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Italy: Gaming the Alps

I’ve always been suspicious of treasure hunts. They are — to borrow some science words — a closed system. There’s a predetermined path, the end already decided. There’s no real mystery and scant chance for serendipity. It’s not a good fit for the way I travel.

Italy: Gaming the Alps

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Ingress, though, promises to be a travel treasure hunt with a difference. For starters, it’s not really a treasure hunt, and it was never intended for tourism.

Ingress is an ‘alternate reality’ game, where players tag various locations, known as ‘portals’. The game’s conceit is simple: you represent either the ‘Enlightened’ or the ‘Resistance’, and are trying to defend or attack these portals, claiming them for your side, capture-the-flag style. And the magic travel ingredient? The portals are all real locations, in the real world.

The game lives on a smartphone, as a virtual overlay on top of Google Maps. That’s what caught my attention (and I certainly wasn’t the first to notice Ingress’s tourism potential). Portals are bars and restaurants; landmarks, museums and monuments. Players must visit a portal to ‘hack’ it — plunder it for items needed to progress through the game’s levels. You have to get close, very close, to attack or claim one.

In recent months, I’ve hacked Bernini’s Fountain of the Triton in Rome. In Florence, I captured a painted tabernacle known — I swear — as ‘The Madonna of the Car Park’. But could Ingress survive a real-life travel test? A hard one. Could gameplay help me see new things in a place I already know?

I packed my Ingress equipment — two smartphones (the game is a battery killer) and earbuds — and headed to the Aosta valley in the Italian Alps. It’s a place I know well. I lived there for a while; I’ve written about it several times; I’ve seen it all. Or at least, I thought I had.

Playing here is a challenge. On Ingress, I’m a member of the Resistance — the ‘blue team’. A quick look at the Ingress intel map shows the city covered in a sea of green. Aosta is an Enlightened stronghold. Oh dear.

My first foray starts with a roundabout I’ve crossed a thousand times, now a portal on my Ingress app. At its centre is a giant stone grolla, the wooden communal drinking cup of these high alpine valleys. Somehow I have completely failed to notice this. For over a decade.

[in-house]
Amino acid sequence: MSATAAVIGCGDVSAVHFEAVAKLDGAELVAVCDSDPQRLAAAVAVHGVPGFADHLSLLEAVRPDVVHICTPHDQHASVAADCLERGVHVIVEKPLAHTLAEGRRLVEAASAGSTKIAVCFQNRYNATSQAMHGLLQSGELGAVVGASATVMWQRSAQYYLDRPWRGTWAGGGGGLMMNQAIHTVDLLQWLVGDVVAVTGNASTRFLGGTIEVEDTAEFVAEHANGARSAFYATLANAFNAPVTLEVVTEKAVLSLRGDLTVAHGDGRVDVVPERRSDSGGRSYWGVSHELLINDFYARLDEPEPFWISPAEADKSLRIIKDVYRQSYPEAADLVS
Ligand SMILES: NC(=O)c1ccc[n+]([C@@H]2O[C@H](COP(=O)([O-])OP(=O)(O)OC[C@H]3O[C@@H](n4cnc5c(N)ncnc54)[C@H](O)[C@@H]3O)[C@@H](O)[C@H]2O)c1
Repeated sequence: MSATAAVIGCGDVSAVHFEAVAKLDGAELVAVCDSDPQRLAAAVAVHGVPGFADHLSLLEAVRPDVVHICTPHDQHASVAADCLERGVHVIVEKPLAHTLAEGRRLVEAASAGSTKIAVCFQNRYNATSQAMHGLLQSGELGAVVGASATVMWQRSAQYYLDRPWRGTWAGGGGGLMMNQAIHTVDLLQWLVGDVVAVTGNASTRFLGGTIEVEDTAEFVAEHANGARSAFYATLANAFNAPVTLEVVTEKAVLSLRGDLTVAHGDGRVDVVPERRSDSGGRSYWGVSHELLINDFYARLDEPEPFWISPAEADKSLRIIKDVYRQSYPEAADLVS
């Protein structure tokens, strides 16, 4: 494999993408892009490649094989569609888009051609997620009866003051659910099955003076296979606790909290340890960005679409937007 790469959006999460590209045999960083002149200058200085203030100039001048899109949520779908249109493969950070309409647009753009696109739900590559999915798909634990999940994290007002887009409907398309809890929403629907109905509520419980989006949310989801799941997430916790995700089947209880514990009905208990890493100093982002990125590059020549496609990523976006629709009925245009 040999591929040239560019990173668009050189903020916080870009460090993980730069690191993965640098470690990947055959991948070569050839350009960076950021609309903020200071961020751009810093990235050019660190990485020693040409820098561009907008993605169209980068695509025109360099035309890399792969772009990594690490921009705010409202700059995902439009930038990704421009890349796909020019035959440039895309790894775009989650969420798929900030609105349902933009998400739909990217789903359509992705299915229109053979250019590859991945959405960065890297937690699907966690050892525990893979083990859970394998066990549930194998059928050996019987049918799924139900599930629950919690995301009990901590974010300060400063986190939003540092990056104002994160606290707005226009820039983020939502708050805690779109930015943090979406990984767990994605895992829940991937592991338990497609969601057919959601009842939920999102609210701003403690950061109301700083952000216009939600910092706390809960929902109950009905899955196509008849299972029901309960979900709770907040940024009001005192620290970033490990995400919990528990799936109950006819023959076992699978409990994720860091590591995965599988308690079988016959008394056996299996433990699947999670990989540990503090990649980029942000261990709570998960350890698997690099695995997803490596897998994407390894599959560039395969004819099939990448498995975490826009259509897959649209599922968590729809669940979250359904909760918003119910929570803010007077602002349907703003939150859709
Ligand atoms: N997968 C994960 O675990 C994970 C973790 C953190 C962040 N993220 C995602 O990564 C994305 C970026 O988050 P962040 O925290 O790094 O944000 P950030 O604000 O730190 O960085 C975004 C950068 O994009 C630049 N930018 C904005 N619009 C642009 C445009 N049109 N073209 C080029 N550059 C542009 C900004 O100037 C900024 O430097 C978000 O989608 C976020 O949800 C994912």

I walk the tight-packed streets of Aosta’s pedestrianised centre, capturing portals and turning the map a little blue. I pass the birthplace of St Anselm, an esteemed 11th-century Archbishop of Canterbury. A plaque marks the spot… of yet another Enlightened portal.

But my sortie seems to have stirred the hornets’ nest. Local players undo my minor successes, and within a few hours almost the whole of Aosta returns to the Enlightened.

The following day I switch strategies, marking some key Enlightened portals for destruction — taking out the enemy is another way to gain points and climb the levels. I ‘destroy’ a steel cross standing guard over a vine-clad hillside: 2,500 points in the bag. A painted chapel in a roadside hamlet is next to fall. Boom: 4,800 points for that one.

By the week’s end, Ingress is bringing a Zen calm to my walks. Everything, except this virtual network of interlinked portals, slips into the background. By accident, I discover the subterranean remnants of a 6th-century church dedicated to St Lawrence, linking portals along the way. I’m crossing a Roman stone bridge that spans a patch of grass, its torrent having been diverted in a violent storm almost 1,000 years ago. More portals.

I get a chance to re-visit Aosta’s prettiest spot, a silent cloister whose roof weighs heavy under thick tiles of grey Valpelline slate. Its carved columns are a product of 12th-century craftsmanship. Built to last, evidently.

Unlike my portals. Twenty-four hours later, Aosta is bright green again.

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